How Much Life Insurance to Purchase
One of the main reasons individuals buy a life insurance policy is for income “protection” for loved ones. That is, there should be a sufficient amount of life insurance proceeds paid out following the death of the insured in order for family members to be able to pay their current and future bills and expenses. Typical expenses include some typical items such as a mortgage payment, rent, college tuition, food bills, utilities, repairs, car payments and other debts, and funeral expenses. In addition, income replacement is a major factor if the insured’s spouse or loved ones need cash flow and are not able to provide on their own.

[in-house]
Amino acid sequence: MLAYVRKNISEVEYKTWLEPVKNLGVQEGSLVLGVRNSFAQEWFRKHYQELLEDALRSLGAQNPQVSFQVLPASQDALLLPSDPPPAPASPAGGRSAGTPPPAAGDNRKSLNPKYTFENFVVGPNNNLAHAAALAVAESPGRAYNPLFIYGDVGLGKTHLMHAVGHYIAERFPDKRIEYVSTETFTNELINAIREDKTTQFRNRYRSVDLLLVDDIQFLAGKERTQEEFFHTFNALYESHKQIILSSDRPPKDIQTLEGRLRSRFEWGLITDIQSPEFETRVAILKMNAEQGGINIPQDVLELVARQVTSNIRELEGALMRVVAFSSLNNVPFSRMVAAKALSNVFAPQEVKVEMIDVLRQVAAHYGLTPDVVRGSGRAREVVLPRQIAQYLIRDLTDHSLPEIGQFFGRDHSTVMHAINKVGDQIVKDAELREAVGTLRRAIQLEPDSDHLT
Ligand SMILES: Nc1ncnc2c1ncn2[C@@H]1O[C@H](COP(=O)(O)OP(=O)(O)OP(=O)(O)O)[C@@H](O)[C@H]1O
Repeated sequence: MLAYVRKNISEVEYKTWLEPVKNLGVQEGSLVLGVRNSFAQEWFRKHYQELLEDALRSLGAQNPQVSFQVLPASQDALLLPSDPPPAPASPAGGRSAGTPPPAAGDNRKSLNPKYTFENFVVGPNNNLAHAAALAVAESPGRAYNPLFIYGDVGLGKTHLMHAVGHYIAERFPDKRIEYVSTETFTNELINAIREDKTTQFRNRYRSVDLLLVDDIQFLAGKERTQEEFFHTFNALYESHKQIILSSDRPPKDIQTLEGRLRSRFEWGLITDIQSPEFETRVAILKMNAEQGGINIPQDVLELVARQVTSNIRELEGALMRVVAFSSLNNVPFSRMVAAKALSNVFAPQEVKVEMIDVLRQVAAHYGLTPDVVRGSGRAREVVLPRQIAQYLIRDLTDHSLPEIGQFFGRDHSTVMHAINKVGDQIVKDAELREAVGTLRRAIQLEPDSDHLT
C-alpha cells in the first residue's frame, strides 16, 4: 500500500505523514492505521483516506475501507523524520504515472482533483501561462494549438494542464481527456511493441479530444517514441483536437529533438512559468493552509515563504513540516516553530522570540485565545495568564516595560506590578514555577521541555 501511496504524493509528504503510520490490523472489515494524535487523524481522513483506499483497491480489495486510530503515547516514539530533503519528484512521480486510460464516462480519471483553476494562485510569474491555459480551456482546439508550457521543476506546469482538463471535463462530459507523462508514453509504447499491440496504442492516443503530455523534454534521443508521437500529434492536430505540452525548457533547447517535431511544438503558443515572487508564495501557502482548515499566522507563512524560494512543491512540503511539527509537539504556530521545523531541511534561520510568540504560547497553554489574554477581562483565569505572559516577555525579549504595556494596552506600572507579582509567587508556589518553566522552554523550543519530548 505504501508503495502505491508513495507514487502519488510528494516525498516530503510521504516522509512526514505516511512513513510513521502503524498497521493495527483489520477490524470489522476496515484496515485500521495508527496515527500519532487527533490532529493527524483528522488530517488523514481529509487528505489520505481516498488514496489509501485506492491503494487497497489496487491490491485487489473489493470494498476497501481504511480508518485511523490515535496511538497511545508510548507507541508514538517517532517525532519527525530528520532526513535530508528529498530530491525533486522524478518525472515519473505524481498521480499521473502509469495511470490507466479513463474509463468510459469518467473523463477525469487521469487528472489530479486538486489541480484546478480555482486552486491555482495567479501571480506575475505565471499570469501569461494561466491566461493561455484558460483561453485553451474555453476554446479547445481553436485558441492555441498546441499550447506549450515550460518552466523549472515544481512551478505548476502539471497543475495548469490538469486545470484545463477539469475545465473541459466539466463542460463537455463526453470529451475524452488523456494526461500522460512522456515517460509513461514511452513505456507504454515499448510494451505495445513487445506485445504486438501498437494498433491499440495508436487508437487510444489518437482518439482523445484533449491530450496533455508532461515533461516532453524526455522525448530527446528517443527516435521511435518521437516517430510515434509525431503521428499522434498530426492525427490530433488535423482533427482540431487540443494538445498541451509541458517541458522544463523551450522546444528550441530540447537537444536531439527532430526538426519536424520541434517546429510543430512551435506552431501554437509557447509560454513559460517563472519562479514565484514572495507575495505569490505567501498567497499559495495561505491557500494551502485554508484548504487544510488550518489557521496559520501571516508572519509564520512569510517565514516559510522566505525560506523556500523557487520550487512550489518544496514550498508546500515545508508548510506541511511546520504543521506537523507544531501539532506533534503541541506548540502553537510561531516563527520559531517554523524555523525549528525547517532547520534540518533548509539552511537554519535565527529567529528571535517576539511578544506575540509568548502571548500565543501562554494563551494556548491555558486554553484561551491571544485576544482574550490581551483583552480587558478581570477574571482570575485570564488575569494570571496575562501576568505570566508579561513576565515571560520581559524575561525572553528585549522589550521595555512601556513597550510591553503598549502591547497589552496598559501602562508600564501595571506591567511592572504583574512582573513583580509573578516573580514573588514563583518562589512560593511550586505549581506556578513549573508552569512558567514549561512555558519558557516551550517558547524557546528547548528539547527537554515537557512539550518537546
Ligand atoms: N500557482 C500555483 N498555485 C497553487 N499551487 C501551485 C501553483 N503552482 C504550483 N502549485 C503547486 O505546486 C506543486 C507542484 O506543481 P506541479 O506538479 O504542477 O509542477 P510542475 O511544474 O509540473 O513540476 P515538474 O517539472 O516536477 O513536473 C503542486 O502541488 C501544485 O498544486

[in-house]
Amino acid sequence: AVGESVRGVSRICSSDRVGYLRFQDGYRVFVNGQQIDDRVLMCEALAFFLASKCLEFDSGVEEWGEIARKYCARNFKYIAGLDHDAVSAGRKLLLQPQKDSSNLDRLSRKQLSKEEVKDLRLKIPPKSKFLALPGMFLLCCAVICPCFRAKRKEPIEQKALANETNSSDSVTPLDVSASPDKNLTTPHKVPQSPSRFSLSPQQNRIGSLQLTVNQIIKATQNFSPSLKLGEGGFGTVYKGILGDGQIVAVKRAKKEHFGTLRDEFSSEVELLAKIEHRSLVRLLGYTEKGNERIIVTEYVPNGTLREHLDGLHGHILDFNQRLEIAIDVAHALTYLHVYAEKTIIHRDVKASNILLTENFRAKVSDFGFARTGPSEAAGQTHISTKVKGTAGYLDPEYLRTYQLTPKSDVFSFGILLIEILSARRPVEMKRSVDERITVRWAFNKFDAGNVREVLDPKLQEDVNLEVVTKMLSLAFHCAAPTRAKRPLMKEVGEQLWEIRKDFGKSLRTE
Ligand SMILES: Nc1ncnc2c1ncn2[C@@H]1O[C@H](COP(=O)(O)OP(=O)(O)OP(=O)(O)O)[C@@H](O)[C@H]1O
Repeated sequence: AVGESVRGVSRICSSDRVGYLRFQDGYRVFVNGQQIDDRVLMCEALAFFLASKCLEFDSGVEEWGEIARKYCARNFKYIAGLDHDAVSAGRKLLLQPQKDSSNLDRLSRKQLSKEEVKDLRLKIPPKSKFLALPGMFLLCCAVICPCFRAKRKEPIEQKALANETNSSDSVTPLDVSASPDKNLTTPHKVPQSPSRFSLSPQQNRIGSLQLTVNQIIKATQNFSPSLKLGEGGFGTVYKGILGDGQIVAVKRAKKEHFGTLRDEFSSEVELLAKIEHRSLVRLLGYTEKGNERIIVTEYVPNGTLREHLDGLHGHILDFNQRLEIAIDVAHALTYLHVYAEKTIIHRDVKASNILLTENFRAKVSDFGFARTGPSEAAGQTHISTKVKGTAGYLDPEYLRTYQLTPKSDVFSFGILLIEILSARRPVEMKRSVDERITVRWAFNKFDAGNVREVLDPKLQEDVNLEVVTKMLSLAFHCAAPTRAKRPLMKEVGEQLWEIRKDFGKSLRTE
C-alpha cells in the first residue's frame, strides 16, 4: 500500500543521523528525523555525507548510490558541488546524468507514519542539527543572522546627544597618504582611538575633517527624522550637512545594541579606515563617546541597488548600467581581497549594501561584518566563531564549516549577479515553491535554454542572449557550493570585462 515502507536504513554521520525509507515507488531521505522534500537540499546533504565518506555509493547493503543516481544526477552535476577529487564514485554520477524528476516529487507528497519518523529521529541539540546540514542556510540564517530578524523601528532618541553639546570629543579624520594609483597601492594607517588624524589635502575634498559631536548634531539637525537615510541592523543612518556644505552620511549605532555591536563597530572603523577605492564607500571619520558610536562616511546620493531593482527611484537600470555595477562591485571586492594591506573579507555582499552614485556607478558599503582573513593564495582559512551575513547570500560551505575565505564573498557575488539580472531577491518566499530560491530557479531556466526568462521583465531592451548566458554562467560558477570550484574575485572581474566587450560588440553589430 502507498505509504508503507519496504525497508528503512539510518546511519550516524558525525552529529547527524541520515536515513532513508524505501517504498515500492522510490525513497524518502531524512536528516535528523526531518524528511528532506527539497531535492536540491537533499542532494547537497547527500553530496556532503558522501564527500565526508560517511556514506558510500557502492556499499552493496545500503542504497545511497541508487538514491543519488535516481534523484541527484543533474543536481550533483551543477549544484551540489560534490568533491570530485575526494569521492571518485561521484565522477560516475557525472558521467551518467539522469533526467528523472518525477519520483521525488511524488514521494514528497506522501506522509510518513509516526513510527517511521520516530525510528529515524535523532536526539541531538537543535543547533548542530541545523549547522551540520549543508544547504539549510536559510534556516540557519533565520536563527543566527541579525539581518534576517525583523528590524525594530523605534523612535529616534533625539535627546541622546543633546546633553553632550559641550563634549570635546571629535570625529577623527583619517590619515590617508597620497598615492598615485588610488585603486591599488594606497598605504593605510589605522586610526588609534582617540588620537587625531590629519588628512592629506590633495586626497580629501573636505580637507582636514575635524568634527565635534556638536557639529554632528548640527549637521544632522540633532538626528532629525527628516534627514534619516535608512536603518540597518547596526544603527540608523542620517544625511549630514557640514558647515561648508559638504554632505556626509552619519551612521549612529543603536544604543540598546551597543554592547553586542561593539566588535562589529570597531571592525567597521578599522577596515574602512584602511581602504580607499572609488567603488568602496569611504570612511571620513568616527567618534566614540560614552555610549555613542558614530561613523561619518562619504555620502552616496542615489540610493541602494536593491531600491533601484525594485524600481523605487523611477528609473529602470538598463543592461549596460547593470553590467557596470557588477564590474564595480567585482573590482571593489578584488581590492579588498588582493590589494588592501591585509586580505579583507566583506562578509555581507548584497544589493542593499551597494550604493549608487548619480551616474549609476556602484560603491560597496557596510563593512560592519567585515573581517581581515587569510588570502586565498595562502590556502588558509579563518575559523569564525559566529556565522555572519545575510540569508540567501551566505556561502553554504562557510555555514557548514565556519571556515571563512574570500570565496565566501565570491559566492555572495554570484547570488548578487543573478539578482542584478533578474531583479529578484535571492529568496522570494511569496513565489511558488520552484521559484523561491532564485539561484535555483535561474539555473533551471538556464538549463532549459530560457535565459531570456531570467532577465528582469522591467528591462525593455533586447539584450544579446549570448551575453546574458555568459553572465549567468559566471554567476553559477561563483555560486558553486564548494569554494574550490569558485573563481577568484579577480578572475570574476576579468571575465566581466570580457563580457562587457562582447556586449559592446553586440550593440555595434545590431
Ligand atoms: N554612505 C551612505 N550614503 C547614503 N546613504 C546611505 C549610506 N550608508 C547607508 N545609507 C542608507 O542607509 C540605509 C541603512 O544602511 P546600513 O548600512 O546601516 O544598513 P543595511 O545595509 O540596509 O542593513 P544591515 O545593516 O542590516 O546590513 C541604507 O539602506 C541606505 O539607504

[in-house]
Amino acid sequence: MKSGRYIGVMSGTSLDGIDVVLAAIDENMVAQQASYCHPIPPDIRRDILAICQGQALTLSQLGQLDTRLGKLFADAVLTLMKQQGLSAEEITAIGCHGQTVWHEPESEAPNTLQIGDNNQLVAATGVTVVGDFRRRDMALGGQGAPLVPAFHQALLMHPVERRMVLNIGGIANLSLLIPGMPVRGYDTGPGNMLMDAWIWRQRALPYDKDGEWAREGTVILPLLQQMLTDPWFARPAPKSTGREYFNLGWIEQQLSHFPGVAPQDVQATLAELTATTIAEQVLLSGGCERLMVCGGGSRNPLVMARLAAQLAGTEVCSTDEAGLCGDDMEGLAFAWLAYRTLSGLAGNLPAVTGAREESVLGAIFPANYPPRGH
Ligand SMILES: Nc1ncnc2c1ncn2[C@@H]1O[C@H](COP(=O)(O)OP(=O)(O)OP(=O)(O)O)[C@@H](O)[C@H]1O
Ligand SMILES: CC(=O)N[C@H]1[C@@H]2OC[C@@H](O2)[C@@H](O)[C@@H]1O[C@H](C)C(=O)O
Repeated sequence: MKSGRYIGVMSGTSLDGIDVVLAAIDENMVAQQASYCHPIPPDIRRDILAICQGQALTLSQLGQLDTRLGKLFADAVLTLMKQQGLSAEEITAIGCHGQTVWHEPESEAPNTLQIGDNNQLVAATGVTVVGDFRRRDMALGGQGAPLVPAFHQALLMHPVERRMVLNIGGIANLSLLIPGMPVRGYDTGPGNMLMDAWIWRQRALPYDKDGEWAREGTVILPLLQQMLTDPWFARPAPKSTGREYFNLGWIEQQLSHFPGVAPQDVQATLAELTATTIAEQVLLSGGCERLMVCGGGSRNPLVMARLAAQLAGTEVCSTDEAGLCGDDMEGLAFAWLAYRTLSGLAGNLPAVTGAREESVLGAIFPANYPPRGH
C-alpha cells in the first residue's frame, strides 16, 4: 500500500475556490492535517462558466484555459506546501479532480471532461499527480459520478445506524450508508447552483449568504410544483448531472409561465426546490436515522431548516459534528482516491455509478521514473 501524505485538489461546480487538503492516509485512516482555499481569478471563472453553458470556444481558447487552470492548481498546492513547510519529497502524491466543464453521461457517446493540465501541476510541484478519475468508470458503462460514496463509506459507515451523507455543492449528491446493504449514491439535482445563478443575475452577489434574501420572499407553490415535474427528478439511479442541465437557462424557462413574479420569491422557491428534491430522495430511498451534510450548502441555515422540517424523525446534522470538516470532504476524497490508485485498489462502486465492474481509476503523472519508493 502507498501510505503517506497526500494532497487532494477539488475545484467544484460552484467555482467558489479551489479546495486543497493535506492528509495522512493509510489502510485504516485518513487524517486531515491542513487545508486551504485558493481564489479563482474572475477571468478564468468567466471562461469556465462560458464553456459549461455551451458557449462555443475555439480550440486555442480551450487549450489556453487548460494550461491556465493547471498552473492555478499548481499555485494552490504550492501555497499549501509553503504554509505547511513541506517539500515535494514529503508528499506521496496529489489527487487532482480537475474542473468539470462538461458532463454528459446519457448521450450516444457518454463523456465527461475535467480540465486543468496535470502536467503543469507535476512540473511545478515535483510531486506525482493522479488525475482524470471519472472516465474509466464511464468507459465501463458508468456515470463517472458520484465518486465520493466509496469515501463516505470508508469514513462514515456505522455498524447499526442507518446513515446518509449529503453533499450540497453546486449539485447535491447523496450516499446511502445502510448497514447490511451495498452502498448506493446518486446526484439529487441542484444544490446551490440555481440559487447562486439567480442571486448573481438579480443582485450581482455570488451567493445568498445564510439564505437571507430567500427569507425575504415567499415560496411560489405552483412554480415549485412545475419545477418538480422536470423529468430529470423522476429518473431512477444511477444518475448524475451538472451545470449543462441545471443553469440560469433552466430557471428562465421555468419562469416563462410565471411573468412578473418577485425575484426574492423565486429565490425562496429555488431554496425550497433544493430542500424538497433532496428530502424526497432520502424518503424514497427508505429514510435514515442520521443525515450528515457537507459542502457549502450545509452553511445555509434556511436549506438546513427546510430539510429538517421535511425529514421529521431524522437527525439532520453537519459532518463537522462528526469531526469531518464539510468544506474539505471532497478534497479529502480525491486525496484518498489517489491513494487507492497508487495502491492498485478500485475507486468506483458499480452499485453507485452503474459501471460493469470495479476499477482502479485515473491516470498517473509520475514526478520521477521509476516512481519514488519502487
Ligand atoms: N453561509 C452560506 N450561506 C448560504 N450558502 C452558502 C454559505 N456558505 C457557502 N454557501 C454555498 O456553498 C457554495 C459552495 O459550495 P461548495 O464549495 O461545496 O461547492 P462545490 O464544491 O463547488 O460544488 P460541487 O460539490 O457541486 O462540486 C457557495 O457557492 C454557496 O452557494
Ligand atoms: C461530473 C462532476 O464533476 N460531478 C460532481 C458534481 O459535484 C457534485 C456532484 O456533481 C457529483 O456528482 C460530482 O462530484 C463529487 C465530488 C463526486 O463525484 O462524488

Many factors can affect life insurance premiums and costs and these factors will be discussed in another FEDZONE this month. But the amount of life insurance applied will certainly be one of these factors. Potentially, there could be a significant difference in annual premiums paid for a $250,000 term life policy versus a $250,000 whole life insurance policy. And there is a significant difference in a $1 million term policy versus a $2 million term policy. It is therefore important for individuals to narrow down as close as possible the amount of life insurance to apply for. There are helpful tools online to calculate the lump sum that can satisfy any potential expenses that would need to be covered with the life insurance death proceeds. One such online calculator can be found here.